Understanding the Core Tradition
Rogha Raelach Volume 1, Raelach Records’ first compilation album, is not drawn from their 16 previous releases, although, with albums by Noel Hill, Ensemble Ériu, Tony MacMahon and Claire Egan, that would have made an attractive record. Rather, concertina player Jack Talty of the label has put together a collection of previously unreleased tracks from musicians he has worked with.
Compilations have played a prominent role in traditional music, from Paddy in the Smoke, the recording of Irish musicians in London, to H-Block in 1981 produced by Christy Moore, and from the Bringing It All Back Home soundtrack to Masters of the Irish Harp on the Lyric FM label. Albums like these can introduce you to artists that might not have released a full album yet, or collect material not widely available. They can also capture something of a time, as many of the above albums did.
The notes for Rogha Raelach Volume 1 say that the album reflects the label’s ‘aesthetic and ethos’, so how would we describe that? For me, Raelach’s natural focus is the Irish melodic tradition and the traditional art of the solo singer or musician – in other words, core traditional music, and it sets the label apart from the current vogue for everything folk. That word has been almost completely uprooted from its basic meaning as everything slightly acoustic is pulled into it. Raelach may be the only functioning Irish traditional music label with a strong curatorial hand, and the space it provides is unique.
This new release, therefore, is a notable marker in contemporary traditional music and song. It has twelve tracks and includes a wide range of artists, from Martin Hayes to Aoife Ní Bhriain.
Hayes previously recorded the reel ‘Frank Keane’s’ on his 2008 album Welcome Here Again. This new version with the Martin Hayes Quartet is lighter, Dennis Cahill’s guitar backing is busier, and Hayes does less with the melody in this group setting. It’s a tender start but generally different to the rest of this album. From there, the album tends to slide deeper into the tradition.
The song ‘Eochaill’ has a long, attractive melody and it’s worth getting to know it to really appreciate the dexterity of what Nell Ní Chróinín does as she moves through the six verses, her singing line revealing more on each listen. Noel Hill’s track displays the still bewildering intricacy of his approach, beginning with ‘The Concert Reel’ and his characteristic split-second breaks before rising in intensity as he moves into a rare version of ‘Jenny’s Chickens’. Sean Gavin’s flute solo begins in a similarly compelling way, his tone having an almost keening quality to it, but the set tends not to develop musically as it moves through the two reels; I would have prefered a more contrasting tune set from this talented artist from Detroit.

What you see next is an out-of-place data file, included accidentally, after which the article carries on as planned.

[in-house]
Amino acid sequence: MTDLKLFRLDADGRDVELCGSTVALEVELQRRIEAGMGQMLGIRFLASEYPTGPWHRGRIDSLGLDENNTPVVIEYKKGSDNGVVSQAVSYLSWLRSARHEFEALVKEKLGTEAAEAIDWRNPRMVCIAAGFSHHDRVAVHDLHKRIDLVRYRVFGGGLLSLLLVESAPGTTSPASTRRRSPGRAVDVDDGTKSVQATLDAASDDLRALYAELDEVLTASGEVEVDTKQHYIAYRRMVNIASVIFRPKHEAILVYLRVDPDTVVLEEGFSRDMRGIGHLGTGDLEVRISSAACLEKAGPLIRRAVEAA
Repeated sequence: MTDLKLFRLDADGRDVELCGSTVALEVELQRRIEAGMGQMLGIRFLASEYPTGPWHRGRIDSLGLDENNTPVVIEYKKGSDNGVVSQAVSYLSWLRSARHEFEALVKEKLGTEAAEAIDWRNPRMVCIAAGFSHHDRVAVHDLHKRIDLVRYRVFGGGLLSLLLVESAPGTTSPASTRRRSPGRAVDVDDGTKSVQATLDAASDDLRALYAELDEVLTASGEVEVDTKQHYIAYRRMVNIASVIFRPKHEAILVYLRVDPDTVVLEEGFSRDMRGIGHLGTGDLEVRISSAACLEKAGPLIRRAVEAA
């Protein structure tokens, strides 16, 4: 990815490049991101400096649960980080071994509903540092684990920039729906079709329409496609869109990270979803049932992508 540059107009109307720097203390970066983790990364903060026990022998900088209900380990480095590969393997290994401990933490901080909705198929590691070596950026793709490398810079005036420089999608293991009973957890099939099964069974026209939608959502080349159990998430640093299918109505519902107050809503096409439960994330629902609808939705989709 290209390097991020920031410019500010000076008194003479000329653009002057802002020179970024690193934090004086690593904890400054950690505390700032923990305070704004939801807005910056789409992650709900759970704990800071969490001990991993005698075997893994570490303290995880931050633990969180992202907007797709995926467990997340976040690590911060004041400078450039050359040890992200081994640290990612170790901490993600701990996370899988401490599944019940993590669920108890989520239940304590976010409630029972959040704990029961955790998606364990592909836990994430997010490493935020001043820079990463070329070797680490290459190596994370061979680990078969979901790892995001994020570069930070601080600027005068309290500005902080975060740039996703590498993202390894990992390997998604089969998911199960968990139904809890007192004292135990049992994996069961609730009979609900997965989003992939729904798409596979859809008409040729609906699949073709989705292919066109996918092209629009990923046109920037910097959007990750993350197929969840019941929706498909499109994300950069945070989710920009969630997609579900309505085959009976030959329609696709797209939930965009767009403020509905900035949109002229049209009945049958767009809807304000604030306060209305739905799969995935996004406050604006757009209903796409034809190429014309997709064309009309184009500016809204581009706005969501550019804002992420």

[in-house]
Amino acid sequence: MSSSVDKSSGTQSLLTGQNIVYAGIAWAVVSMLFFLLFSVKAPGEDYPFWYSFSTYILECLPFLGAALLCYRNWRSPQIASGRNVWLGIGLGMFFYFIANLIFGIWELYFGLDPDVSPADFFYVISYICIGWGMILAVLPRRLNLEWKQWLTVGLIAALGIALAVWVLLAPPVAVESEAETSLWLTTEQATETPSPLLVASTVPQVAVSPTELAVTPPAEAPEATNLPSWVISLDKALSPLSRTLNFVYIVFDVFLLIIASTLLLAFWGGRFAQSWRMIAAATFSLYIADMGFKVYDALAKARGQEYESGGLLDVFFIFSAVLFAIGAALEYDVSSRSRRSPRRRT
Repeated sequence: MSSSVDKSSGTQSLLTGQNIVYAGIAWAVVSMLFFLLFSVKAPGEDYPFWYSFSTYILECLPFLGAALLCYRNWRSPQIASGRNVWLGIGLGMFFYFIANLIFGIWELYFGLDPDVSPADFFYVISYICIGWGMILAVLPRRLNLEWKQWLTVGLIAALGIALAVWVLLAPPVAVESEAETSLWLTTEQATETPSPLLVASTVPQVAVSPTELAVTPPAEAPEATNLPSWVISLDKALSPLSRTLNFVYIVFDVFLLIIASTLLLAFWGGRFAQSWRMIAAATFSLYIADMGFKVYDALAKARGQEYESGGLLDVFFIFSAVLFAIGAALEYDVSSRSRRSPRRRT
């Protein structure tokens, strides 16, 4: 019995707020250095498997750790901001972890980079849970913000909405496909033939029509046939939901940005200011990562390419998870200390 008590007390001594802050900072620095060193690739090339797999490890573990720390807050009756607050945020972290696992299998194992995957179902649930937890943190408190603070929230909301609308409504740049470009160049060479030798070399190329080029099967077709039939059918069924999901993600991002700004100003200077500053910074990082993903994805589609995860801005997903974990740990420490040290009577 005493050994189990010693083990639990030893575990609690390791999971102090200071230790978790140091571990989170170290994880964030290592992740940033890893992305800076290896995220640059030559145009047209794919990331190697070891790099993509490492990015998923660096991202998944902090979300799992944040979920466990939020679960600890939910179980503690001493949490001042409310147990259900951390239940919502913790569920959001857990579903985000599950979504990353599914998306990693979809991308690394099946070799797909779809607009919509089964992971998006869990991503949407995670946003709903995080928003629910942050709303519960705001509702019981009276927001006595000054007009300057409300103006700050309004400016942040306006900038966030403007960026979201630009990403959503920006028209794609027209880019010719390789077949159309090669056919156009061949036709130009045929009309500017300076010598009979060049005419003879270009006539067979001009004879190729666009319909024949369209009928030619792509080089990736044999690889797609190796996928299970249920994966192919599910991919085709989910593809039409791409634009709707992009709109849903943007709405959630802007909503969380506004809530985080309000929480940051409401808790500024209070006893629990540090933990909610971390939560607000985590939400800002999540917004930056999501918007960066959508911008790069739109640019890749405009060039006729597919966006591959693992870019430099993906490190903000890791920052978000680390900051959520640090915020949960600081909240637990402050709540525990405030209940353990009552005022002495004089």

Pádraic Keane’s piping track, in contrast, is ambitious, containing three different settings of the tune ‘The Blackbird’. Starting with a hornpipe rhythm, it moves to a slow air with liberal note runs before returning to a set-dance version and then finishing as a slow air. It’s a brilliantly original and brave way of reimagining these old tunes.
There’s a crafted and composed element, too, to Saileog Ní Cheannabháin’s track. She begins with the song ‘Sadhbh Thomáis’, then plays ‘Tom’s Duke of Leinster’ on viola before lilting along and turning to piano, finally ending with multi-tracked lilting. It’s a clever creative twist just before half-way through this record. Fiddle-player Aoife Ní Bhriain’s ‘The Drunken Sailor’ takes a more formal compositional approach, accompanying the tune with her own drones and counterpoint. The harmonic lines feel underdeveloped, however, and I would have liked a set that displayed more of the ability of this adventurous musician.
Limerick accordionist Derek Hickey seems to relish the challenge of remaking the standard tunes ‘Fraher’s and ‘Garret Barry’s Jig’, and succeeds in particular on the second, bringing in variations that stretch the tune beyond its usual range. Jack Talty’s own track – the air ‘An Droighneán Donn’ and the ‘Cúil Aodha Jig’ – is certainly more introspective than many of the pieces on his spirited 2016 solo album In Flow, maybe reflecting the atmosphere during the pandemic lockdowns. There’s close listening to be had in the way he combines melody and harmony on both tunes.
The last three tracks on the album take another diversion. Geraldine Cotter’s ‘Poll Hal’penny’ on piano is where we are given a broad space to reflect, her pandemic-inspired version of the ancient hornpipe working through a number of meditative chords before sliding into the melody, and then sliding poignantly out again. Cotter clears the canvas for Síle Denvir’s remarkable ‘An Cailín Fearúil Fionn’. Denvir moves through the song seamlessly, employing richly ornamented verses, but saves up a special flourish for the last two lines. There’s a deep power to this performance, drawing you into the story.
Where can the album go now? The great Bobby Gardiner concludes Rogha Raelach on the ten-key melodeon with Talty on piano. It’s a track of true fun, switching octaves and then changing tempo from jig to reel. It was, apparently, the final piece in a long recording session and it has a relaxed, jovial atmosphere.
If you want to get a sense of the diversity in the solo tradition today, and what is creatively possible with a single tune or song melody, then Rogha Raelach is a rich starting point. It’s a tightly curated collection, each track making you listen closely. I felt that this album was attempting to capture something of the present scene, and I enjoyed trying to tease out what exactly that is. I suspect you will too.
Rogha Raelach Volume 1 is available to purchase from https://www.raelachrecords.com/
Published on 19 November 2020
Toner Quinn is editor of the Journal of Music.
Toner Quinn is editor of the Journal of Music.